Launching a startup can be all-consuming. For entrepreneurs, there’s usually no such thing as work-life balance, much less being able to take maternity leave. But when Heather Burkman founded Go-Comb, a company that makes credit card-sized combs that fit in your wallet, she knew she didn’t want to give up her personal life or time with her young daughter.

As Burkman was getting her business off the ground, she made strategic choices that allowed her to remain in charge of her schedule — even taking time off after having a baby — and succeeded. After nearly four years as a solopreneur, the former product marketer has seen her combs featured in top publications like Vogue and Real Simple, and sold in stores around the world.

We asked Burkman to share her tips for how she was able to take maternity leave while running a startup and create a company that supports a flexible, family-friendly lifestyle.


A question a lot of entrepreneurs face is whether to take on investors. My husband is a venture capitalist, so I've seen how getting major investors shapes a company. Their stake means you’re partially beholden to their goal: growing your business as quickly as possible, sometimes at the cost of your personal life. While this is a great way to develop big ideas into major businesses, that approach wasn’t for me.

I had a long-term vision for my quality of life and I knew that in a few years we would want to start a family. To enable a family-friendly lifestyle, I purposely did not look for private investors and used Kickstarter instead. I re-invested a lot of the money in the beginning. And I run a really tight ship. I'm pretty stingy about where I'm spending money and try to be smart about expenses. That’s how I run my business without major investors. I can be flexible, set my own goals and take time off when I need it. Now that I have a 1-year-old, it's hard to imagine giving that up.

Heather Burkman and her product, the Go-Comb
Knowing she planned to start a family, Heather Burkman launched her company, Go-Comb, with work-life balance in mind. Courtesy of Heather Burkman


I knew I didn’t want to work 24/7, so I automated everything I could. On my website, sales are routed directly to my fulfillment center. They ship orders and send tracking info directly to my customers. I send Amazon a boatload of inventory and they sell it down. I work with a PR company that is constantly landing us new magazine features or sending out samples. All these things allow for a pretty automated workflow. I can just plug and play and leave my systems to run.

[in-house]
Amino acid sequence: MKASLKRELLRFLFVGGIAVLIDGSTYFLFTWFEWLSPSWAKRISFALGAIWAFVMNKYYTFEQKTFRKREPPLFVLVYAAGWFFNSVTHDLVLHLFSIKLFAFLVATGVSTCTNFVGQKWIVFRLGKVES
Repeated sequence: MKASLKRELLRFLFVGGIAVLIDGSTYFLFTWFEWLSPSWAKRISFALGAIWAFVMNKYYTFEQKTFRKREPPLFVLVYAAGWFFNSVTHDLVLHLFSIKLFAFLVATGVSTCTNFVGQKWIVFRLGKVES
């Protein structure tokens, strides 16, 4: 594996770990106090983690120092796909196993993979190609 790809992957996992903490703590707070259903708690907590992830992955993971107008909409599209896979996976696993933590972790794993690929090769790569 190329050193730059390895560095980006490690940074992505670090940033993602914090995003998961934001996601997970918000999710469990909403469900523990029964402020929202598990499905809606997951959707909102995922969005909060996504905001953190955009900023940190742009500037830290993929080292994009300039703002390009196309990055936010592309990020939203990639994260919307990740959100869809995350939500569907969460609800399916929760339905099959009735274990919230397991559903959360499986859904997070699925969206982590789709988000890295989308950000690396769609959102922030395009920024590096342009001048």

Before my maternity leave, I prepped those elements to run on their own for a few months. But I couldn’t pause the wholesale side of my business; contact with those buyers is crucial. That's when I hired a salesperson to manage wholesale. In the beginning of my maternity leave, I worked a couple hours a week — an email here, an Instagram post there. I started to work part-time when my daughter was only about 8 weeks old, which is not a full maternity leave like the kind I might have had at my old job. However, now she’s a year old, and I’m still able to just work two-thirds time with flexible hours. So that's the trade-off: I can't always step away completely from work, but I can have the schedule that I want.


When you own your company, your personal life can get intertwined with business. Over the last two years, I've had several major life events: my mom’s passing, my sister-in-law getting sick, and giving birth to my daughter. I was able to take extra time for these personal matters, time that might have been more difficult to take off at a traditional company. It's times like those, though, when the business can take the back burner and I have to accept that growth might not be as strong.

Every six months or so I sit down and create goals for the business, both hard-number goals and soft goals. That might mean growing wholesale by X amount or growing the Amazon channel by X amount. I’ll break those bigger six-month goals into smaller monthly goals. Then I break those monthly goals into weekly tasks. It might seem minor, but I make a checklist on my computer and, rather than deleting a task when it's done, I'll leave it up and check it off so I can say, “Oh, I have accomplished this, this and this week.”

With such a small company it's likely that goals and strategy will shift as opportunities arise and life happens. So it's helpful to set some hard, long-term goals, but stay flexible at the same time.

Recommended Reading